[Note: This is the second in a series of essays about the legacy of the Supreme Court's FCC v. Pacifica Foundation decision, which celebrates its 30th anniversary on July 3rd. Part 1, a general overview of the issue, is here.]
This morning I attended an excellent Freedom Forum conference on "Indecency & Violence in the Media: FCC v. Pacifica 30 Years Later." At the event, Lili Levi of the University of Miami School of Law delivered a terrific address entitled "A Short History of the Indecency & Media Violence Wars." (Incidentally, she is also the author of a highly recommended paper on the topic that is available on SSRN: "The FCC's Regulation of Indecency."
Prof. Levi sketched out what she called the "5 Eras of FCC Indecency Enforcement." Below I will summarize the major developments / trends from each era that she outlined for us today:
Era #1 (1930s to 1960s)
- no serious effort by agency to define "indecency"
- an era of moralistic rhetoric, but little direct action by the FCC...
- but that's because there was a lot of industry self-censorship
- FCC used "regulation by raised eyebrow" (i.e. bully pulpit) to encourage industry to self-censor
- ex: Mae West driven off radio for her "suggestive tone"
Era #2 (1960s to 1973)
- FCC still avoiding defining indecency
- but more fines begin to be levied anyway
- licenses threatened; some are revoked
- but all enforcement was administrative; no judicial review of these decisions
- so constitutional questions remained unclear
Era #3 (1973 to 1987)
- FCC finally adopts a formal definition of indecency in response to George Carlin's monologue
- Supreme Court hands down Pacifica decision in 1978 giving blessing to FCC actions
- enforcement focus almost entirely on Carlin's "seven dirty words" = brighter lines of enforcement
- the "seven dirty words" provided a somewhat better indication of how FCC might rule...
- but ambiguity remained about some of the specific cases and contexts
Era #4 (1987 to 2001)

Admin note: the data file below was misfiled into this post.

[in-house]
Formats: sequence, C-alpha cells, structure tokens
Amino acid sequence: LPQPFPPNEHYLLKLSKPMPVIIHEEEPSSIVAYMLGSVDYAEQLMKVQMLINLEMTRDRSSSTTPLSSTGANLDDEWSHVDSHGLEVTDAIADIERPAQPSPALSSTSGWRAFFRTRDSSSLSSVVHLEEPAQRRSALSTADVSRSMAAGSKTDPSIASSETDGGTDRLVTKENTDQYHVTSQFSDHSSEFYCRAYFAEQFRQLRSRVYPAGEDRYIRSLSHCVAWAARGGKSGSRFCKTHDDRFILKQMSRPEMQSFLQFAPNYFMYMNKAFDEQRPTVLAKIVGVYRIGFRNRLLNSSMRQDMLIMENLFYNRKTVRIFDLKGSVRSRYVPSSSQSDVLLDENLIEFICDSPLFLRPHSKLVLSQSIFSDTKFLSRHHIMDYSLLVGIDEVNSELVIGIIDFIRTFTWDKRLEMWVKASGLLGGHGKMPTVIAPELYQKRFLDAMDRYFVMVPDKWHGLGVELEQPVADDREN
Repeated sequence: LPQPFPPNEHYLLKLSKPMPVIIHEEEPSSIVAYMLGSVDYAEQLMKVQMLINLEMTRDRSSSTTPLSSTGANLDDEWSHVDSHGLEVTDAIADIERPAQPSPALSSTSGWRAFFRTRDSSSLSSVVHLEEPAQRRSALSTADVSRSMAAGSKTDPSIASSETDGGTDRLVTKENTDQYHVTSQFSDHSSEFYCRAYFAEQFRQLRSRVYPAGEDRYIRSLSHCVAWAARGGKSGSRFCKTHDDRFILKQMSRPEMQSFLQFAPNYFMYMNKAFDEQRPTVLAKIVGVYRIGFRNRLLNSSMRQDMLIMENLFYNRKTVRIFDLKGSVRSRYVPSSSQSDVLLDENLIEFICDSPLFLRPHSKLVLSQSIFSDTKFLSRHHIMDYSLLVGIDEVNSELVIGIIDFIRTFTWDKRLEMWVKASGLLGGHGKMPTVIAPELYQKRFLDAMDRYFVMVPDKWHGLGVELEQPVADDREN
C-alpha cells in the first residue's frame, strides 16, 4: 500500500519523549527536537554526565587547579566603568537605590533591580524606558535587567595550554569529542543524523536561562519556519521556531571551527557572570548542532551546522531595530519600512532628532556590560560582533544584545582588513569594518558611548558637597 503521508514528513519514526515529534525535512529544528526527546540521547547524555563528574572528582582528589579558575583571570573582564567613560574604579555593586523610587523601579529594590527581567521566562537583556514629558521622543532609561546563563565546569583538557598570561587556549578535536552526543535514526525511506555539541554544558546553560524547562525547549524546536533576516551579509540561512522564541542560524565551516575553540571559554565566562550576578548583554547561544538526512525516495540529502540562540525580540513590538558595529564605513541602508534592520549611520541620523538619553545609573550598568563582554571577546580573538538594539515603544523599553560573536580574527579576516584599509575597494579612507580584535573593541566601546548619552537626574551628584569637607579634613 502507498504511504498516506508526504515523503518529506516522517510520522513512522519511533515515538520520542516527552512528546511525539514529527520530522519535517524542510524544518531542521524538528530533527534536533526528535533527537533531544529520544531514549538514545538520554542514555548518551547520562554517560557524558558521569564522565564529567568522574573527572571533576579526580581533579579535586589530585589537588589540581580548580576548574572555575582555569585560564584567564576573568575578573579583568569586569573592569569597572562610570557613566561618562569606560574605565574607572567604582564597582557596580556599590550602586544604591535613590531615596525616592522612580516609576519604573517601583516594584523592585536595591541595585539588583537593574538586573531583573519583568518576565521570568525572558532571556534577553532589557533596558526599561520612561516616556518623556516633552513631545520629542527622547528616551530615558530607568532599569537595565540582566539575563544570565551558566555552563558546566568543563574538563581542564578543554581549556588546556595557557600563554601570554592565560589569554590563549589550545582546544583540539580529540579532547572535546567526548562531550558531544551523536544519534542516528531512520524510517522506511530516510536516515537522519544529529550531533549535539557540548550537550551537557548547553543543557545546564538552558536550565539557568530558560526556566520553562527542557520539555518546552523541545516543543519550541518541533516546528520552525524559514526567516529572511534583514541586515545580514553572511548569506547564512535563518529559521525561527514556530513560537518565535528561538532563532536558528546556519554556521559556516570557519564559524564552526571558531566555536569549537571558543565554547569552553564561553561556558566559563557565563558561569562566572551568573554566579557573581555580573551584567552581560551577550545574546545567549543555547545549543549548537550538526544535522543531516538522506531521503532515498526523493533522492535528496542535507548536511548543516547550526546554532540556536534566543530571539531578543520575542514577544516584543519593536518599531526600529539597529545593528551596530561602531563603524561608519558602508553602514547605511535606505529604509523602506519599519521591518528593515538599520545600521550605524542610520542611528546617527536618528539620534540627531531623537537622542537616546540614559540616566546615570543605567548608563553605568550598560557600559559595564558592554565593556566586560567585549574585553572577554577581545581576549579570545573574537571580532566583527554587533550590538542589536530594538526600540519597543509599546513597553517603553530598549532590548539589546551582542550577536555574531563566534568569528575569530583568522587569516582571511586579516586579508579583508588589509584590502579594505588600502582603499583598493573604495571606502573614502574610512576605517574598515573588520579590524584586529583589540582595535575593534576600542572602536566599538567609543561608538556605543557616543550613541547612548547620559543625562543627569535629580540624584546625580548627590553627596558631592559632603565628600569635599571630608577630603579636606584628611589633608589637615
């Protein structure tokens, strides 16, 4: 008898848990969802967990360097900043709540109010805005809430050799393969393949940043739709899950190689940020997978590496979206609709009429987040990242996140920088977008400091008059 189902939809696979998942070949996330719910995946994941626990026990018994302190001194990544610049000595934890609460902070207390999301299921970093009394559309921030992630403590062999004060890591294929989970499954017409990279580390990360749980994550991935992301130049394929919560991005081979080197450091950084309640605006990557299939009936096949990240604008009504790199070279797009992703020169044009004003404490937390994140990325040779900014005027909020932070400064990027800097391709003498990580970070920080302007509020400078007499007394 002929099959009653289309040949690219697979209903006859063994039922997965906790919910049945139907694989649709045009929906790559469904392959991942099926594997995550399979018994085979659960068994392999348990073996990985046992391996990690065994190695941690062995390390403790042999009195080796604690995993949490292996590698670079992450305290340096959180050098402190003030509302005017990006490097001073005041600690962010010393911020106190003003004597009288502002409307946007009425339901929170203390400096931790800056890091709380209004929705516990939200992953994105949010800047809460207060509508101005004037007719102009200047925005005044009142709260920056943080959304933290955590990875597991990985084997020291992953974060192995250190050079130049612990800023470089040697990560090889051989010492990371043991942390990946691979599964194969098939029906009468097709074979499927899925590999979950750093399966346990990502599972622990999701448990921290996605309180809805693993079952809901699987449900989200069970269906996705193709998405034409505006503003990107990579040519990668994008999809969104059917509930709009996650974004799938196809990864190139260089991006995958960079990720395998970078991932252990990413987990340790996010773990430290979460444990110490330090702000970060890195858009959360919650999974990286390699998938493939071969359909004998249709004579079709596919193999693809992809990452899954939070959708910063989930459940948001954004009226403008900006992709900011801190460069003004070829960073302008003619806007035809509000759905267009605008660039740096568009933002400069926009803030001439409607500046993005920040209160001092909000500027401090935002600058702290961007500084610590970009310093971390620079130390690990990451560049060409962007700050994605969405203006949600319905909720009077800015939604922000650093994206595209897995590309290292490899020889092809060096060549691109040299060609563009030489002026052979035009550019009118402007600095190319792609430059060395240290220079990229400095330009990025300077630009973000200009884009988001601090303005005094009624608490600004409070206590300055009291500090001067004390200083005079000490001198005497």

- FCC reverses course and abandons bright line
- reversal largely due to Howard Stern and radio shock jocks
- radio shock jocks creatively used sexual innuendo and double entendre to avoid "7 dirty words"
- Congress starts pressuring agency for stepped-up enforcement
- agency adopts more "generic" approach to indecency enforcement; abandons strict adherence to "7 dirty words" enforcement
- but not a lot of fines issued during this period
- and most of focus was on radio, not TV
- FCC says "context" of broadcasts mean everything, but doesn't really help nail down what runs afoul of law
Era #5 (2001 to present)
- "an era of stringent indecency enforcement"
- FCC says context counts by uses it more as a sword than shield
- focus shifts more toward television programming
- stepped-up interest in Congress and at FCC in enforcement
- changes in enforcement process make it easier for advocacy groups to flood Enforcement Bureau with complaints
- rise of "automated complaints"
- activist groups (ex: Parents Television Council) effectively use process to raise congressional ire & prompt new activism
- Congress passed law increasing maximum fines 10-fold (from $32,500 to $325,000)
- FCC issues historic fines
- renewed interest in policing "blasphemy"
- documentaries, live programs, and news no longer exempt from FCC attention / fines
- major court cases are filed; still pending
- new interest in expanding regulatory scope to include cable & satellite programming and "excessively violent" programming, even though it is likely unconstitutional for FCC to regulate
And that's where things stand circa 2008.
In the next essay, I'll take a closer look at twisted logic behind the Court's Pacifica decision.